The other attorney who is an appellant here, also acting pursuant to employment by the debtor's attorney, claims to have succeeded in reducing or eliminating some 600 claims against the debtor. Again, such improvement of the debtor's financial situation was an appropriate way of aiding the debtor's effort to accomplish an arrangement acceptable to creditors.


It is recognized that, while the debtor had a vital interest in thus facilitating his proposed arrangement, the elimination of claims is also a legitimate concern to the receiver in his temporary management and administration of the estate pending arrangement. We do not know why the receiver took no initiative in these matters in this case. We do know that the debtor was properly concerned to eliminate or reduce claims, the existence of which necessarily made an arrangement more difficult. On the present record, it cannot properly be decided that the debtor was an intermeddler in his successful initiative exercised through the present lawyer claimants. On an examination of all of the relevant circumstances, the district court might well conclude that the debtor's action was proper and of such value to the estate that the attorneys who did the work should be compensated out of the estate. It is also possible that there were circumstances which would justify a contrary result. But, in my view, that determination should be made by the district court in the exercise of equitable power and discretion.


Finally, the concurring opinion takes the position that this case is like In re National Tool & Mfg. Co., 3d Cir. 1954, 209 F.2d 256. But in that case compensation was sought by a Chapter X trustee's attorney whose appointment had not been approved by the court. That appointment violated the express mandate of General Order 44. It has been explained earlier in this opinion that General Order 44 does not cover the attorney for the debtor not in possession and that the court should not extend the requirement of court approval beyond the Order's terms to the appointment of the debtor's attorney.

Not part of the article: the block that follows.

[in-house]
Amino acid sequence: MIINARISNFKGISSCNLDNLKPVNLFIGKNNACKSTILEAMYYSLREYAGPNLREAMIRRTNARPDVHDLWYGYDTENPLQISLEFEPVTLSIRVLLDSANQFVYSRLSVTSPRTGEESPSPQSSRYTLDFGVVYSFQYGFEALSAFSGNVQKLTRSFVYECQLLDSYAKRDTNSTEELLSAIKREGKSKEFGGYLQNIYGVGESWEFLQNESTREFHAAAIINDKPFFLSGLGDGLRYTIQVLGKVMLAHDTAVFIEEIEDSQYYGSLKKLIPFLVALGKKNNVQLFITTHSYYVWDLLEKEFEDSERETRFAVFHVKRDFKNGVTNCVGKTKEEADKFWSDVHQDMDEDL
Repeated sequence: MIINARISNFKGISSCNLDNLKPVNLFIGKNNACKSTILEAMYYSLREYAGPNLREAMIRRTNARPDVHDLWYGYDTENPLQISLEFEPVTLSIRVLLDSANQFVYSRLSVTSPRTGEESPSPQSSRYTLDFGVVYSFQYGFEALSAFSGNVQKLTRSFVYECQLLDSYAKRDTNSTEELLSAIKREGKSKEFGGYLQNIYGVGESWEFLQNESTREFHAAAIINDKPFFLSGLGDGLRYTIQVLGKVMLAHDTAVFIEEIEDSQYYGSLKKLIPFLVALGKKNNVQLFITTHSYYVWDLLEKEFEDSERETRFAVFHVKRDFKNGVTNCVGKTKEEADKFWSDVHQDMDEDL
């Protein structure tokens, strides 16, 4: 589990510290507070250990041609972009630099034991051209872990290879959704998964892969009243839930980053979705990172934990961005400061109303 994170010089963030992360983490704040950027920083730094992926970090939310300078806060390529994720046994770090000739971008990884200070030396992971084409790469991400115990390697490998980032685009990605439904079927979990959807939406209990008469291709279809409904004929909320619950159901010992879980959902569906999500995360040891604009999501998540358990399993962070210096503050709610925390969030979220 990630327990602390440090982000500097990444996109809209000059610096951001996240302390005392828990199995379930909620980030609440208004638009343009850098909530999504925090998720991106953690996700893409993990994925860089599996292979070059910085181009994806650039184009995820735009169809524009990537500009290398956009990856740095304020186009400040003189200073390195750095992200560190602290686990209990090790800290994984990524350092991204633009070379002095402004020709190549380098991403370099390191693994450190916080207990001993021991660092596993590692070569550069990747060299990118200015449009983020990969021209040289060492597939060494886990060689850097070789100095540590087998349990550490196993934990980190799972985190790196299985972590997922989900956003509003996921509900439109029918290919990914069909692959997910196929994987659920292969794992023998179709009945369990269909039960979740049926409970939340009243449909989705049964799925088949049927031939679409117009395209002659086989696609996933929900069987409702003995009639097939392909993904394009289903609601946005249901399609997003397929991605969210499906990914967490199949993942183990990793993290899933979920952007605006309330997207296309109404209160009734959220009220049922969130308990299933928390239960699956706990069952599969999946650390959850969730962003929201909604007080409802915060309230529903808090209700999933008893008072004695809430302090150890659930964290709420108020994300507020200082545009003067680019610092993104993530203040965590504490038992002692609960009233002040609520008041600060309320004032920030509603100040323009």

For these reasons I would vacate the order of the district court and remand the cause with instructions to consider and adjudicate the appellants' claims on their merits.


General Order 44 in Bankruptcy reads as follows:


No attorney for a receiver, trustee or debtor in possession shall be appointed except upon the order of the court, which shall be granted only upon the verified petition of the receiver, trustee or debtor in possession, stating the name of the counsel whom he wishes to employ, the reasons for his selection, the professional services he is to render, the necessity for employing counsel at all, and to the best of the petitioner's knowledge all of the attorney's connections with the bankrupt or debtor, the creditors or any other party in interest, and their respective attorneys. If satisfied that the attorney represents no interest adverse to the receiver, the trustee, or the estate in the matters upon which he is to be engaged, and that his employment would be to the best interests of the estate, the court may authorize his employment, and such employment shall be for specific purposes unless the court is satisfied that the case is one justifying a general retainer. If without disclosure any attorney acting for a receiver or trustee or debtor in possession shall have represented any interest adverse to the receiver, trustee, creditors or stockholders in any matter upon which he is employed for such receiver, trustee, or debtor in possession, the court may deny the allowance of any fee to such attorney, or the reimbursement of his expenses, or both, and may also deny any allowance to the receiver or trustee if it shall appear that he failed to make diligent inquiry into the connections of said attorney.

Nothing herein contained shall prevent the judge, in proceedings under section 77 of the Act, from authorizing the employment of attorneys who are attorneys of the corporation, or associated with its legal department, in connection with the operation of the business of the corporation by a trustee or trustees under subsection (c) of section 77, when such employment is found by the judge to be in the public interest in relation to such operation and is not adverse to the interests of the trustee or trustees or of the creditors of the corporation.